K12 Fiber WAN Design Rules and Considerations

1- Any infrastructure that supports essential services needs to provide carrier class reliability, therefore a school network needs to have carrier class reliability.
2- Only the very biggest districts should consider dark fiber (Clark County, NV-greater than 300 schools).
3- Any provider of fiber dark or lit fiber must be able to provide 24 hr/day help desk and field support.
4- The District must be capable of building and maintaining its own help desk for say 6AM to 8 PM 6 days a week and have escalatable support available for all of its network connectivity and equipment 24/7.
5- The District Architecture must be a flat IP network and structured so that applications such as voice can travel between network nodes (schools) on the network and to the PSTN over controlled interfaces. Internet Access should be over redundant feeds from two locations.
6- Clark County was able to develop the organizational infrastructure to support its network, and to contract for the outside support. This is a fundamental issue.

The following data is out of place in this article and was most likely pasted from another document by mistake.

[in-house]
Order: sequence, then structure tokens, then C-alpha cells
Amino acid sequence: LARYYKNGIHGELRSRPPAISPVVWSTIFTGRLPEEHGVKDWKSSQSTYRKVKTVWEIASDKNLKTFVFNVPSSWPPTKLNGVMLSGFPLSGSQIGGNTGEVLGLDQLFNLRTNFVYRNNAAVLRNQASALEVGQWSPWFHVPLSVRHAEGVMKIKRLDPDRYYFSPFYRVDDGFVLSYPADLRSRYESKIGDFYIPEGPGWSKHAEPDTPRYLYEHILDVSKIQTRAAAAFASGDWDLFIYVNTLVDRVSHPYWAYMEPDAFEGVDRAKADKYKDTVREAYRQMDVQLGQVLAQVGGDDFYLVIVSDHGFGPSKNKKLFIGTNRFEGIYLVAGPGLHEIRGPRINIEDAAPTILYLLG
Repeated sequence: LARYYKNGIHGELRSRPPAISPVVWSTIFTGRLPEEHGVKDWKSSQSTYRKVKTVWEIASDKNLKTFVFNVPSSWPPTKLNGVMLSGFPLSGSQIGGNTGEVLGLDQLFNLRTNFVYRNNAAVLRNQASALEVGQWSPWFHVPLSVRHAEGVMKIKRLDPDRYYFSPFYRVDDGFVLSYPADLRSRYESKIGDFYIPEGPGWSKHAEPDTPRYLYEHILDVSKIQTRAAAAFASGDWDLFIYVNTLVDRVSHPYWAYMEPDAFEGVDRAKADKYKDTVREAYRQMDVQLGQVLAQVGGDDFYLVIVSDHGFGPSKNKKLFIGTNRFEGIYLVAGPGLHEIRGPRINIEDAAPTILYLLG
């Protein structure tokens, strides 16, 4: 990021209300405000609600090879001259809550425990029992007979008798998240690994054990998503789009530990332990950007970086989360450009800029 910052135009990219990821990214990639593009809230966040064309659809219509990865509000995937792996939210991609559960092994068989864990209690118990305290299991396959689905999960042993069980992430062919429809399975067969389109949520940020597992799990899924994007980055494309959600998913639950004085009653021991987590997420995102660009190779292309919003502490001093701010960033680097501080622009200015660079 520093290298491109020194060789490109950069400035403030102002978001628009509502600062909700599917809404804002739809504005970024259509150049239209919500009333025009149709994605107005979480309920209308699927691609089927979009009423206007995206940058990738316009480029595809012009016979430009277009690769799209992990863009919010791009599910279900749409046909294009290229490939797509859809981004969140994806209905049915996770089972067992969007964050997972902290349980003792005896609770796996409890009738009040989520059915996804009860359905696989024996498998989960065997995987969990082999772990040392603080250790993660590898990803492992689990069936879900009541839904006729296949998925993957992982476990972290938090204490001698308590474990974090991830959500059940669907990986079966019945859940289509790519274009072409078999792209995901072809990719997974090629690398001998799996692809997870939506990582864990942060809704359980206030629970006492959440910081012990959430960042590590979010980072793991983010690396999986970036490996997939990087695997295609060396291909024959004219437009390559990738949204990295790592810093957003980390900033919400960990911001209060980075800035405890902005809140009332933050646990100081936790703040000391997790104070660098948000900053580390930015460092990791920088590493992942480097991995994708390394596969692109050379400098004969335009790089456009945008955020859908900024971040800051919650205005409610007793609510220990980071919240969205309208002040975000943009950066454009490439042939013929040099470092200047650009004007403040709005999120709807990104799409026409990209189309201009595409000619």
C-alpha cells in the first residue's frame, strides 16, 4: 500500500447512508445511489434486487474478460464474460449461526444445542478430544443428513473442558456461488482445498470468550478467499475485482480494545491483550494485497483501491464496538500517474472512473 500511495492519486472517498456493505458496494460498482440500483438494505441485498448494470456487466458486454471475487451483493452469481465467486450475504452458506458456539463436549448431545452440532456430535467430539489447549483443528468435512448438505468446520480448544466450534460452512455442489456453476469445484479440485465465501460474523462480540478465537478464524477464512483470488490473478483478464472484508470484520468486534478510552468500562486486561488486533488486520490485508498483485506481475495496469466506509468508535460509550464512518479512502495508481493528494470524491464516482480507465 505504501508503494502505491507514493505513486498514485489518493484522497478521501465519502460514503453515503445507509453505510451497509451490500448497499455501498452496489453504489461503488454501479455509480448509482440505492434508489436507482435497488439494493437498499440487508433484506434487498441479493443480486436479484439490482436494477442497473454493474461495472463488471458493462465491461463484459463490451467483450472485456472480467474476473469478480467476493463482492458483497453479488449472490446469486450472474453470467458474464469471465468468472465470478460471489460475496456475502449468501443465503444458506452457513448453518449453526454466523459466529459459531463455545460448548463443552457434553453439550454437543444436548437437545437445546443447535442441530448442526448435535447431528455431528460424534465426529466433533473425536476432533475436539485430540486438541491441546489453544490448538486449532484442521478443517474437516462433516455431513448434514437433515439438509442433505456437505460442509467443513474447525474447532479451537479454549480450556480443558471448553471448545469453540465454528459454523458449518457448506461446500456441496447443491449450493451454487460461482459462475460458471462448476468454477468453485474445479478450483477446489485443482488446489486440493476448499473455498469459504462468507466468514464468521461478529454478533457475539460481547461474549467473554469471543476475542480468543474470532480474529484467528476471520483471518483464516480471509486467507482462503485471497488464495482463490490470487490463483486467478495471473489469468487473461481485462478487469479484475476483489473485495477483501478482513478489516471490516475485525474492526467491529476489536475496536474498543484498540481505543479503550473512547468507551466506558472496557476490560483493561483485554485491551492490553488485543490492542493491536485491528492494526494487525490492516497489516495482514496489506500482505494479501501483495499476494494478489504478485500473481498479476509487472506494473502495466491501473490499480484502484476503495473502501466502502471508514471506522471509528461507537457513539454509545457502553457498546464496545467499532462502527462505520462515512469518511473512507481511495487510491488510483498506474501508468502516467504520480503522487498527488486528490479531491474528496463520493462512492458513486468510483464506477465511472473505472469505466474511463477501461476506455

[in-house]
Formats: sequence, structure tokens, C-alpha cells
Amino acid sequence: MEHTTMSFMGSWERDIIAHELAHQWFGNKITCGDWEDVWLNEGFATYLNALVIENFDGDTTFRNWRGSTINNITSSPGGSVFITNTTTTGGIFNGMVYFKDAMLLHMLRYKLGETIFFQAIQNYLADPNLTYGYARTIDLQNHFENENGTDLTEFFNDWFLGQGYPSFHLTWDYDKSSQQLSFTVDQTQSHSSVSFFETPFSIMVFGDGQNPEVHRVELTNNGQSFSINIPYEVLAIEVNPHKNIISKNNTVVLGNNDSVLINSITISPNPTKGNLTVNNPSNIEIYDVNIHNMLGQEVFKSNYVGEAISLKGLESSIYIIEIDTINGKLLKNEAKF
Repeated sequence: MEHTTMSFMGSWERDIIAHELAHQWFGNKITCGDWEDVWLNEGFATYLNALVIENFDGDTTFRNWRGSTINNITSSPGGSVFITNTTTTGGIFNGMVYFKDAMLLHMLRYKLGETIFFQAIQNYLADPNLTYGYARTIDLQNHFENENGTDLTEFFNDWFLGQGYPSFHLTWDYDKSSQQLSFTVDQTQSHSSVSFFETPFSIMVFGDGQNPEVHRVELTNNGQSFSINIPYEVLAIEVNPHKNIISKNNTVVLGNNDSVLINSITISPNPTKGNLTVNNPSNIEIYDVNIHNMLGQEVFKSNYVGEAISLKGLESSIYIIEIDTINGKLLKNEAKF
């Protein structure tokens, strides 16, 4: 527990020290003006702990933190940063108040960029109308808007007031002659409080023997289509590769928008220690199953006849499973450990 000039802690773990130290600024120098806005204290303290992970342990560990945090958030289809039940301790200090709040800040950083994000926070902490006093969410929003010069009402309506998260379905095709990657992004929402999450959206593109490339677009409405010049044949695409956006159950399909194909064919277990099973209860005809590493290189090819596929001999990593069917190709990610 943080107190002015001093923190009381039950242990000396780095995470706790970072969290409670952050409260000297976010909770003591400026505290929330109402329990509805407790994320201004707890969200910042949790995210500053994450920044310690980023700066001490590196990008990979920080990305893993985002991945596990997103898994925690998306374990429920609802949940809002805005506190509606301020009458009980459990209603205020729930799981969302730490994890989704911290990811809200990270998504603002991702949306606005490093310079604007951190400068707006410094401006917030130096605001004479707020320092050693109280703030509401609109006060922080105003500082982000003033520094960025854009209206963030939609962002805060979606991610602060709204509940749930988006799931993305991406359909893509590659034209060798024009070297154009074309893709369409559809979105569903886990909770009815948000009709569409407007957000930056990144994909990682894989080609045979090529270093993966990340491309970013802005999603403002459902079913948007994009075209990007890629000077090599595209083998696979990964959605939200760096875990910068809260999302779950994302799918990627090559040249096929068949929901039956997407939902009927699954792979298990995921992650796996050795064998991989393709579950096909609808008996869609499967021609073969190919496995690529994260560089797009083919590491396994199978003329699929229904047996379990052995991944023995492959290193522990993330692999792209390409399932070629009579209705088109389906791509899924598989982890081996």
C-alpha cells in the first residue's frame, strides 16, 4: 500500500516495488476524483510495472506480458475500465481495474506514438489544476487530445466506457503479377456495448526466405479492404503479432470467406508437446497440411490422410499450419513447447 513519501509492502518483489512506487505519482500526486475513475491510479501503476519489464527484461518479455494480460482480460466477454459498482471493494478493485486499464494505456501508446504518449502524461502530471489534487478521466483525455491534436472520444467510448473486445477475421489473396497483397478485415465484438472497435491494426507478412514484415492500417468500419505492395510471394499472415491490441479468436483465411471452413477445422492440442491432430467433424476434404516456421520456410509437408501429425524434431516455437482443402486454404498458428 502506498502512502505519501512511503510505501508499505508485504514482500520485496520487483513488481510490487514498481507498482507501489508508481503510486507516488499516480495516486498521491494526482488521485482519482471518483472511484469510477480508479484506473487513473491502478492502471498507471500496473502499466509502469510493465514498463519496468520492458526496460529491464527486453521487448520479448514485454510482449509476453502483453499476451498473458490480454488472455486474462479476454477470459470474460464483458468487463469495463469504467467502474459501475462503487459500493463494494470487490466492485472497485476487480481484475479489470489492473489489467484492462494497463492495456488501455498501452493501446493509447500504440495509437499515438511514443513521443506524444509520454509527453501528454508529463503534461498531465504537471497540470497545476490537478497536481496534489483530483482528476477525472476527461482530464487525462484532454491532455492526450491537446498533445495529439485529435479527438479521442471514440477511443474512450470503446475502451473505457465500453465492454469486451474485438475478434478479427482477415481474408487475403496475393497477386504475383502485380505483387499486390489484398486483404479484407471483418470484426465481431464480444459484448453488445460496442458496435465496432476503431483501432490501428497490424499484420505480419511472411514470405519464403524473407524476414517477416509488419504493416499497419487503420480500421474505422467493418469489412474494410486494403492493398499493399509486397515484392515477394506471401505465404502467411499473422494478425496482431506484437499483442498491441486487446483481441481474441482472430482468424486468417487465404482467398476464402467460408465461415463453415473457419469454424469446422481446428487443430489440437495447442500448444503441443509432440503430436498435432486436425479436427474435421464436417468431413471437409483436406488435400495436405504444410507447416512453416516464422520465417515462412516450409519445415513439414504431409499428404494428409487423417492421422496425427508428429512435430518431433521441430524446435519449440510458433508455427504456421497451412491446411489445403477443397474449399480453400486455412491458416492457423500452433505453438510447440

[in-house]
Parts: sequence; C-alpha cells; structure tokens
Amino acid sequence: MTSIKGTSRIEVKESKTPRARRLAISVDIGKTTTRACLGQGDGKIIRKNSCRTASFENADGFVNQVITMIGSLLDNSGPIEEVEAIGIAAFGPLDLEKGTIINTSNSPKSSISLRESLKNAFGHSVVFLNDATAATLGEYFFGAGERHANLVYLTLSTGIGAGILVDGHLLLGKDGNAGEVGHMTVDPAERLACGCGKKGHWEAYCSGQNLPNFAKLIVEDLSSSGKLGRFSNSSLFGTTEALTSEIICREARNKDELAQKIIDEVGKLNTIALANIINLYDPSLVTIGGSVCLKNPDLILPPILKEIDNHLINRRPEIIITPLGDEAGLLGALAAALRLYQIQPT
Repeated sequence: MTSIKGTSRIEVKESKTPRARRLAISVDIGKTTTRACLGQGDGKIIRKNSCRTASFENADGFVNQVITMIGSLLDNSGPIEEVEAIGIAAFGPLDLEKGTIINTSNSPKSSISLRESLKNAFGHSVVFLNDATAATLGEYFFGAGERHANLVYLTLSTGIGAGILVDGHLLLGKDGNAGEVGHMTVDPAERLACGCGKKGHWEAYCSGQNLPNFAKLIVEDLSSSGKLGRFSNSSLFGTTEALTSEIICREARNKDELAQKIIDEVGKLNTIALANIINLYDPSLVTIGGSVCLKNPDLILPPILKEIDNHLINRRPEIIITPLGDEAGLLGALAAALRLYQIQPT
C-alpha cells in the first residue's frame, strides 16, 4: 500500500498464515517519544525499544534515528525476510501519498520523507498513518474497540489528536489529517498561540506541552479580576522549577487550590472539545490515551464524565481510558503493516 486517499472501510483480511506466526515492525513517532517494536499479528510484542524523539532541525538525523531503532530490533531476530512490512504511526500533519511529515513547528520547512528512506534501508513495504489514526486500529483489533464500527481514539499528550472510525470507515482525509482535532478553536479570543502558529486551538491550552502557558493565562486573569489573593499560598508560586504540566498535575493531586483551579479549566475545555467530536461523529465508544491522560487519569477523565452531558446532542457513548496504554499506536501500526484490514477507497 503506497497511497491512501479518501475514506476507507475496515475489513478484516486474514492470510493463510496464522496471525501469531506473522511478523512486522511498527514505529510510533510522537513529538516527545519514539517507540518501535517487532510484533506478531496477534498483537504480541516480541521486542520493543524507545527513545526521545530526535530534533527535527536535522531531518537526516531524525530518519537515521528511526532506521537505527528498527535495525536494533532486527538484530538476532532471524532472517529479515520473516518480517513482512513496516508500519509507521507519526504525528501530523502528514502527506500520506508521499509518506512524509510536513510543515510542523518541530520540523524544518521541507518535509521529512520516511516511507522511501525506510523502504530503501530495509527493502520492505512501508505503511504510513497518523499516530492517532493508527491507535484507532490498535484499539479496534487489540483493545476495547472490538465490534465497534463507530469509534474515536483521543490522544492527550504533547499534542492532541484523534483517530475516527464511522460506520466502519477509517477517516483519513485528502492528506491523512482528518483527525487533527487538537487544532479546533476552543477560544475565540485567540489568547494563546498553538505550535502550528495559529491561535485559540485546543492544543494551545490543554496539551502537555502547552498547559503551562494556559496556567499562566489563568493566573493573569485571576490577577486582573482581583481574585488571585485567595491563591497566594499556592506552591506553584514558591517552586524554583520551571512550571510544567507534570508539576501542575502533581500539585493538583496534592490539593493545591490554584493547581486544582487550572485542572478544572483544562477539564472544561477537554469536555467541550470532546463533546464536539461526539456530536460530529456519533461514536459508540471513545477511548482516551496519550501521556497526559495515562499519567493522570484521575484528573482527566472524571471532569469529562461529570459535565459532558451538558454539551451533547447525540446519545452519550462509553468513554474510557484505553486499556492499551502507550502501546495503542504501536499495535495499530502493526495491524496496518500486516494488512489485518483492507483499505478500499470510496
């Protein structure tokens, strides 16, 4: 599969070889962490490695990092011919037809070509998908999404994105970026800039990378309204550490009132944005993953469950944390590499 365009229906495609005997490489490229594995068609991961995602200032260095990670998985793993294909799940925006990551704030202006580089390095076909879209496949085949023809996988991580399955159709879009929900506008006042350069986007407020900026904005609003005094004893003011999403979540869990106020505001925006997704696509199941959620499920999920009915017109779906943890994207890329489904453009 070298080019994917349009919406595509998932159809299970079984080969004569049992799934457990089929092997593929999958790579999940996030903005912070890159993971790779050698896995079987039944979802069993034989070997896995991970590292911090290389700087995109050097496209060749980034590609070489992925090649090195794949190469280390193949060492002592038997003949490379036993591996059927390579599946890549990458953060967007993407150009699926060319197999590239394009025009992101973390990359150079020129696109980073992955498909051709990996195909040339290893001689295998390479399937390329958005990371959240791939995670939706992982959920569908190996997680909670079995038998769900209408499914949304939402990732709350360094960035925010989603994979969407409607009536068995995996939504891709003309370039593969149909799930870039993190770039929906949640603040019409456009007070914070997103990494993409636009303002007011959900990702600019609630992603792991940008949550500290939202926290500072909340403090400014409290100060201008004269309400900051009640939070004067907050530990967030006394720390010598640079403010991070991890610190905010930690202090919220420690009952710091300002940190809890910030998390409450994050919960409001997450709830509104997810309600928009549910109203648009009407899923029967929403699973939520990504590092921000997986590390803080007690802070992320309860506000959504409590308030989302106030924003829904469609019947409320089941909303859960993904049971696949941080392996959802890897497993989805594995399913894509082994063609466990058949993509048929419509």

7- For a much smaller district like Oswego308 , IL Comcast Cable was able to supply and install and support the fiber, WAN Network Equipment and Internet Connectivity in a way that was most cost efficient. This network had about 16 locations.
8- In any case, whether supplied by Carriers, not carriers, lit or dark, the WAN and LAN equipment must be separated at every school. So if it is lit fiber, the provider supports the Edge Device and the fiber, the district supplies the main LAN/Router Switch and so forth.
9- Data Rates: 1 Gb on a Ring with central feeds 10 Gb; Spoke feeds to Elementary Schools of 100 KHz were generally OK, but as I read the National Broadband Plan 1 Gb is required for all governemnt buildings.

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